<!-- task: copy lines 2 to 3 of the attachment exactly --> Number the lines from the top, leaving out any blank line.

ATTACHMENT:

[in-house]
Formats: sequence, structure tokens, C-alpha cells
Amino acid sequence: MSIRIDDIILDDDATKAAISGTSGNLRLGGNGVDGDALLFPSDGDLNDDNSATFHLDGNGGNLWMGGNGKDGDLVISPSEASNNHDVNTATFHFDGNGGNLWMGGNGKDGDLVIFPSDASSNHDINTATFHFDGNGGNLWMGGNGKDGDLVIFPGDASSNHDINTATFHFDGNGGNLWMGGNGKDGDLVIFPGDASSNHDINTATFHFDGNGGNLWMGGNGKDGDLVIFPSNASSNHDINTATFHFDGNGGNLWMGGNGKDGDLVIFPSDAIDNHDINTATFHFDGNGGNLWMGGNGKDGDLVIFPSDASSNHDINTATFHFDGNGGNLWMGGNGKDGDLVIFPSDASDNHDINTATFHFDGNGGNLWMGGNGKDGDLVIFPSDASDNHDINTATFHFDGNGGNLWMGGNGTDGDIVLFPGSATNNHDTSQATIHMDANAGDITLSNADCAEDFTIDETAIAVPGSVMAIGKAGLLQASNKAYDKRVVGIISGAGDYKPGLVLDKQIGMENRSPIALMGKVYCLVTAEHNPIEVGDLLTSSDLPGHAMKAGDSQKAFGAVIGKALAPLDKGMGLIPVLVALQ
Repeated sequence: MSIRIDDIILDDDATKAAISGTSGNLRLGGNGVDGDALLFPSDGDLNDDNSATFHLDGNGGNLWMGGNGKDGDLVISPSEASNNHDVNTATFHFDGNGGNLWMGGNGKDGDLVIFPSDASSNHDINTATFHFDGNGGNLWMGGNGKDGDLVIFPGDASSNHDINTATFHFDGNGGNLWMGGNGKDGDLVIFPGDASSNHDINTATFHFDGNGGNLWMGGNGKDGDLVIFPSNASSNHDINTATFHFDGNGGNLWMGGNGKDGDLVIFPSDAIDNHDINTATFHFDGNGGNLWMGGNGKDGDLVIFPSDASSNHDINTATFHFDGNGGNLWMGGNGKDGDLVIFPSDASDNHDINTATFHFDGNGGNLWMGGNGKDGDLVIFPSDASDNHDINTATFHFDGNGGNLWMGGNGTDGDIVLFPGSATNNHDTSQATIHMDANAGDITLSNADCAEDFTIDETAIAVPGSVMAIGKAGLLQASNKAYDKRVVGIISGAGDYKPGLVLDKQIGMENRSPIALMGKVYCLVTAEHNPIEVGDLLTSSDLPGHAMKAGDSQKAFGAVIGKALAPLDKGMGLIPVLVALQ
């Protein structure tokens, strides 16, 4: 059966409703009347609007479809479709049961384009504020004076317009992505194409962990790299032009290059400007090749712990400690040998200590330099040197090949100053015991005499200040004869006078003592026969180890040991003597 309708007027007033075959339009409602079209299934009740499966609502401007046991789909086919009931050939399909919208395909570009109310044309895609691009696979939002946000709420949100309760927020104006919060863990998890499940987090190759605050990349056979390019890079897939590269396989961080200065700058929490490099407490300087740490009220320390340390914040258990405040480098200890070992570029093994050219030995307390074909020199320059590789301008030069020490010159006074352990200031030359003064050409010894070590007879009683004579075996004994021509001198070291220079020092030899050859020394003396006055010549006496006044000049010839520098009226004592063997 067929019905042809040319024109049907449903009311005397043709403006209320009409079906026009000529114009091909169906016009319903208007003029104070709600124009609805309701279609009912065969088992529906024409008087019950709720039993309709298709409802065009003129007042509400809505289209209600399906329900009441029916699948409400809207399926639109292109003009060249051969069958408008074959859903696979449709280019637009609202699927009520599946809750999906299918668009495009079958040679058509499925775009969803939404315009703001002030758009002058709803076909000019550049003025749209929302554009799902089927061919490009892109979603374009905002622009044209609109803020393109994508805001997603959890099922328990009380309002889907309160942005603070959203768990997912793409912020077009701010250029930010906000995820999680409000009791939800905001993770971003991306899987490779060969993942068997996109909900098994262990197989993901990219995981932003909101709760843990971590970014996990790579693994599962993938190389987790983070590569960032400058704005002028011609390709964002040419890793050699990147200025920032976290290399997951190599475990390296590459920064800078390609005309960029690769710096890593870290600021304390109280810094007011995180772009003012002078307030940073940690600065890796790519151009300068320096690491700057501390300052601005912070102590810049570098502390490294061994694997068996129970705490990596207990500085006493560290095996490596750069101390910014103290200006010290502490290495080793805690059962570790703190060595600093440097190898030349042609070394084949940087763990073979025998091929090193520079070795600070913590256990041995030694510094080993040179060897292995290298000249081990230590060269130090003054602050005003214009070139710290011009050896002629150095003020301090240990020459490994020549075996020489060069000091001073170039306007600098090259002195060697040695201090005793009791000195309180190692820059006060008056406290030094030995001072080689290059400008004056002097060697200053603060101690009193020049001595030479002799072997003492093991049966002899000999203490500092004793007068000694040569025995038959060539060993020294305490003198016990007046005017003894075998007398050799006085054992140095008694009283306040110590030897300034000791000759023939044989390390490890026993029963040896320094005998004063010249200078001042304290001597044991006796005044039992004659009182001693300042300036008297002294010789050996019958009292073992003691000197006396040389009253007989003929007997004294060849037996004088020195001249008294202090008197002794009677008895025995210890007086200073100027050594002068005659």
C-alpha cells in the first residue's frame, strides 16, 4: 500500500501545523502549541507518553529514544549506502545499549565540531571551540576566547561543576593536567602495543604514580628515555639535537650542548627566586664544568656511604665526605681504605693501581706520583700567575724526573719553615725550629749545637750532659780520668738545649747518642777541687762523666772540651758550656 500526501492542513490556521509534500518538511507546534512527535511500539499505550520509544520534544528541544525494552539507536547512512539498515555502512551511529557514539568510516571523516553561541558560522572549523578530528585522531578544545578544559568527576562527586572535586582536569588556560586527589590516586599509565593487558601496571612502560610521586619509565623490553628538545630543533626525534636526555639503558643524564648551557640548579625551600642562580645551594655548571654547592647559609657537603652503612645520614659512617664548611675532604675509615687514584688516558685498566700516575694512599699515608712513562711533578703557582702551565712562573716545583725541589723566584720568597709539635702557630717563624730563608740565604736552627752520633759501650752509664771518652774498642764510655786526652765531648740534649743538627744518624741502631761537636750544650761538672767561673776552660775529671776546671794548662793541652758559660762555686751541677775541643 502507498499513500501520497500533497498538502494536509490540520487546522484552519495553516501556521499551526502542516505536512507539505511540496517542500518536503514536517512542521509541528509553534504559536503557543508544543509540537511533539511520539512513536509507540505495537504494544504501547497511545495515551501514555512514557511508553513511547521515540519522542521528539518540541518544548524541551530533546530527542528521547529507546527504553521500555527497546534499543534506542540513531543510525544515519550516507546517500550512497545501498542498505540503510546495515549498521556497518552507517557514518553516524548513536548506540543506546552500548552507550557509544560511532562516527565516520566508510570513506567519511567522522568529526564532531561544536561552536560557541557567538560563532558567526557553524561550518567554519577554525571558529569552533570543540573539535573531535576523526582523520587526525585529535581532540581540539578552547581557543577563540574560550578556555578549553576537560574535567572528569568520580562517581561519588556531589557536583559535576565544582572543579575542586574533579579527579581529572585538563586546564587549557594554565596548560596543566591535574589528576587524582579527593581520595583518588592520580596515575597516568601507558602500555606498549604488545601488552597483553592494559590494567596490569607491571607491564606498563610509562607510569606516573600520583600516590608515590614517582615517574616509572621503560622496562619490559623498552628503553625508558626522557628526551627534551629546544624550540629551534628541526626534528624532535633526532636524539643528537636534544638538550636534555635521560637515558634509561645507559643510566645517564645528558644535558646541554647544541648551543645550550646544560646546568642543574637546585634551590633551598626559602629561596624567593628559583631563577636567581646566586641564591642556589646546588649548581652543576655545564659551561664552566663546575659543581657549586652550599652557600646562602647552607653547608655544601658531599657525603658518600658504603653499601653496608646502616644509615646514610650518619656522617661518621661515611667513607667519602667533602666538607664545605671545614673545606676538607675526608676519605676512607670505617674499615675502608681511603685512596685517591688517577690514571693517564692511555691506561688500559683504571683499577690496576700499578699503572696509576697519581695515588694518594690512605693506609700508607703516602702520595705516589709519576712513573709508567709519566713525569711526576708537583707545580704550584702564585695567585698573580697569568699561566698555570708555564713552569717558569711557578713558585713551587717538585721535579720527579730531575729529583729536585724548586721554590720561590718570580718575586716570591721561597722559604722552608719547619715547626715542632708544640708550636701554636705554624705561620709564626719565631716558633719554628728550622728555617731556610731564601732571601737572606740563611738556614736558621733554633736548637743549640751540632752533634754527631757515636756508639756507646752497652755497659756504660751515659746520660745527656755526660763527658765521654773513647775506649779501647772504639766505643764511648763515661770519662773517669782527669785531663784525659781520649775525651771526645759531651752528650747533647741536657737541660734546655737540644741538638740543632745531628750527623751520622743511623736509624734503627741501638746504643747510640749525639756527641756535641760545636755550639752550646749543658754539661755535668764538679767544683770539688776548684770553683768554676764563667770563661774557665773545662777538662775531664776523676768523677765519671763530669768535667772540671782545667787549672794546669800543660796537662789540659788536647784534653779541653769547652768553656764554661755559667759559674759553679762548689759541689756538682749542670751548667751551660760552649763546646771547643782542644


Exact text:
Formats: sequence, structure tokens, C-alpha cells
Amino acid sequence: MSIRIDDIILDDDATKAAISGTSGNLRLGGNGVDGDALLFPSDGDLNDDNSATFHLDGNGGNLWMGGNGKDGDLVISPSEASNNHDVNTATFHFDGNGGNLWMGGNGKDGDLVIFPSDASSNHDINTATFHFDGNGGNLWMGGNGKDGDLVIFPGDASSNHDINTATFHFDGNGGNLWMGGNGKDGDLVIFPGDASSNHDINTATFHFDGNGGNLWMGGNGKDGDLVIFPSNASSNHDINTATFHFDGNGGNLWMGGNGKDGDLVIFPSDAIDNHDINTATFHFDGNGGNLWMGGNGKDGDLVIFPSDASSNHDINTATFHFDGNGGNLWMGGNGKDGDLVIFPSDASDNHDINTATFHFDGNGGNLWMGGNGKDGDLVIFPSDASDNHDINTATFHFDGNGGNLWMGGNGTDGDIVLFPGSATNNHDTSQATIHMDANAGDITLSNADCAEDFTIDETAIAVPGSVMAIGKAGLLQASNKAYDKRVVGIISGAGDYKPGLVLDKQIGMENRSPIALMGKVYCLVTAEHNPIEVGDLLTSSDLPGHAMKAGDSQKAFGAVIGKALAPLDKGMGLIPVLVALQ